One of only eight official selections in the fiction category, the 11-minute “coming-of-a-certain-age story” went on to receive the Audience Choice Award for Best Film of 2021.

Now You See Us was directed and adapted for the screen by Award-Winning Director/Screenwriter and SHOOT NDS 2014 Honoree Romina Schwedler (The Visit, How a Man Gets Ready), and based on the short play Boom by Barbara Miluski who is also a producer and one of the stars of the film.

Back in New York after a fleeting trip to Florence to represent her film at FsFF, the Argentine-born director of Italian descent talks about her experience:

“I was truly overwhelmed by the extra-warm welcome Barbara and I got from the audience and from everyone in the FsFF team. So much care and hard work went into making this new live edition of the festival a safe and a memorable one. I'm grateful that so many people came out to celebrate and support independent film, especially at a time like this.”

Schwedler's film tackles a relevant and somewhat neglected issue in today’s society: Ageism, specifically on women. However, the subject is not addressed in the tone one would expect: Now You See Us is a hilarious tale about a serious topic! Women beginning to feel invisible to the world around them after reaching a certain age. The film also digs into the means by which older women are portrayed, patronized, misrepresented and underrepresented in mass media.

"There’s a clear double-standard in the entertainment industry when it comes to ageism and this is yet another form of sexism that we have somehow become accustomed to. Actresses in their late thirties being considered too old to play the love interest of a man in his fifties, roles for women ‘of a certain age’ being limited to dying grandmas or med commercials, etc, etc. Meanwhile, out in the real world, many women maintain that, after having gained financial freedom and after their kids have gone off to college, 60+ has become their boldest and most productive age yet! So we just wanted to shine our humble light on the subject. It is proven that treating people as frail and dependent can have a direct effect on their health both emotional and physical, and from the comments and reactions we’ve been getting from diverse audiences, we can confirm that this is unfortunately an issue that transcends the United States.”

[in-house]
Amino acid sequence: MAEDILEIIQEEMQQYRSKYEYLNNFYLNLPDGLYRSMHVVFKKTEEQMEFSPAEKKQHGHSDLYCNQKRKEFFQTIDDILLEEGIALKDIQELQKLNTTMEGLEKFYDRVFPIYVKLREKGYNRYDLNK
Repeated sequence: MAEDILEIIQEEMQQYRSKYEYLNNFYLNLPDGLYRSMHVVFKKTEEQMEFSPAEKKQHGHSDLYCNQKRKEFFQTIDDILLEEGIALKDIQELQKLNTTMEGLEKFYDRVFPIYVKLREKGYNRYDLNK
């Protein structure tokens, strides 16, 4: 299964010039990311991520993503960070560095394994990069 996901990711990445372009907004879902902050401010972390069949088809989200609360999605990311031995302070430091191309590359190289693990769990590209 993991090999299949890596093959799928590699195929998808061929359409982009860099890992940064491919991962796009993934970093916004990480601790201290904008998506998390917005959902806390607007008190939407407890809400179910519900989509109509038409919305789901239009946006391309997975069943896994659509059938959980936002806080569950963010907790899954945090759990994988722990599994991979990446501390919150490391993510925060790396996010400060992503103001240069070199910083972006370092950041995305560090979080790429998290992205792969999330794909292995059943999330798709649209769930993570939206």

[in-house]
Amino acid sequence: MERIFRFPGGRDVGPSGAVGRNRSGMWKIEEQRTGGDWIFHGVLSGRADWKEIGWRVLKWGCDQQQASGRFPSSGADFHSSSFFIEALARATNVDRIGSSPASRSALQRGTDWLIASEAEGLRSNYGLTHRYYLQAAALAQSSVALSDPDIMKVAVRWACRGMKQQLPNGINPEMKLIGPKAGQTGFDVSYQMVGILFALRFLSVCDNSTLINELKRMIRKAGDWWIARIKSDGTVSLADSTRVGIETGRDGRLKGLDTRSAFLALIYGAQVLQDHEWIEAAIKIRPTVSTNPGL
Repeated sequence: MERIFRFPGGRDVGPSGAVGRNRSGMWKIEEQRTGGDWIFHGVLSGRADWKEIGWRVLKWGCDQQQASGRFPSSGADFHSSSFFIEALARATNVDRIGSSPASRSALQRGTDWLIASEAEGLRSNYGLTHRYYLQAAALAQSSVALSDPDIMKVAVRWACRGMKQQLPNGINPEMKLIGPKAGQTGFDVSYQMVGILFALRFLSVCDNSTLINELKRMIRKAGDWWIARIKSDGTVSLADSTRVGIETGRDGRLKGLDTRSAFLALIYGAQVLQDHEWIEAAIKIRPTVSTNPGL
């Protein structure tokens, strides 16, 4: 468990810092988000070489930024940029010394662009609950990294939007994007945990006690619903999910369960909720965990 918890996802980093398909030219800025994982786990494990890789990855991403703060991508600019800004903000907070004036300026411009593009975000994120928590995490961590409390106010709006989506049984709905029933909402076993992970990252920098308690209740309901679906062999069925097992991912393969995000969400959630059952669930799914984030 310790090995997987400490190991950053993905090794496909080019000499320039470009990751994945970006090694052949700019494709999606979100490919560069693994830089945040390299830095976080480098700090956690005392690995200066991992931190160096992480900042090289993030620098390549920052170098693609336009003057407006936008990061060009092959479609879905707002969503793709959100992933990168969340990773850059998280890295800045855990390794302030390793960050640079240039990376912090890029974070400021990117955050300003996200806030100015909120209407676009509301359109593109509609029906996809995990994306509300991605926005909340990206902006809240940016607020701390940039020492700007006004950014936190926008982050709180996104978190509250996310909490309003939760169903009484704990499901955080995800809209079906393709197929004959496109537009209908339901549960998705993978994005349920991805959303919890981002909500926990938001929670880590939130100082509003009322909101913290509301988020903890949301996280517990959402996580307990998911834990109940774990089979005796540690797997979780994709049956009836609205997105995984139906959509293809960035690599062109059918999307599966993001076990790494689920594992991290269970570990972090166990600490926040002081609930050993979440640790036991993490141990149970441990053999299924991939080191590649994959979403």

The film was translated into Italian by Simona Castellani, who was in charge of subtitling all participating foreign films in the fiction and animation categories.

“Simona did a superb job maintaining the essence of the dialogue and working with us on a tight schedule. It was incredibly thoughtful of the festival to provide this service at no cost to the filmmakers. Every little detail was thought of and this showed not only during the flawless screenings but also throughout the magical closing evening at Cinema La Compagnia, which by the way is just steps away from the glorious Piazza del Duomo!”

The award ceremony took place Nov 4th, 2021 and was hosted by Journalist Fabrizio Borghini, Festival Director Dario Bracaloni and Artistic Director Lorenzo Borghini. Also in attendance were Film Programmer Daniele Castellani, FsFF Patron Maria Federica Giuliani, Jury President Ugo Pagliai and Jury members Simone Bartalesi, Stefano Socci, Luigi Nepi and Paola Gassmann, who shared their thoughts about the importance of film today, particularly in its short form. Schwedler and Miluski later joined the group onstage to receive the accolade, an experience Schwedler recaps through tears of joy:

“The level of each and every one of the shorts in the program was outstanding so it was already an honor to have been selected for the festival and to screen alongside such extraordinary films. The award on top of that was truly a gift, one that means the world not only to me but also to everyone who made this film possible, because the audience really is the ultimate judge of the work we do! I also felt blessed and humbled to be sharing the stage with such relevant figures of Italian cinema. That is a moment I will treasure forever.”

Like many Argentineans, Romina has an Italian Grandparent (or three!), providing her with a deep appreciation for Italian heritage and culture.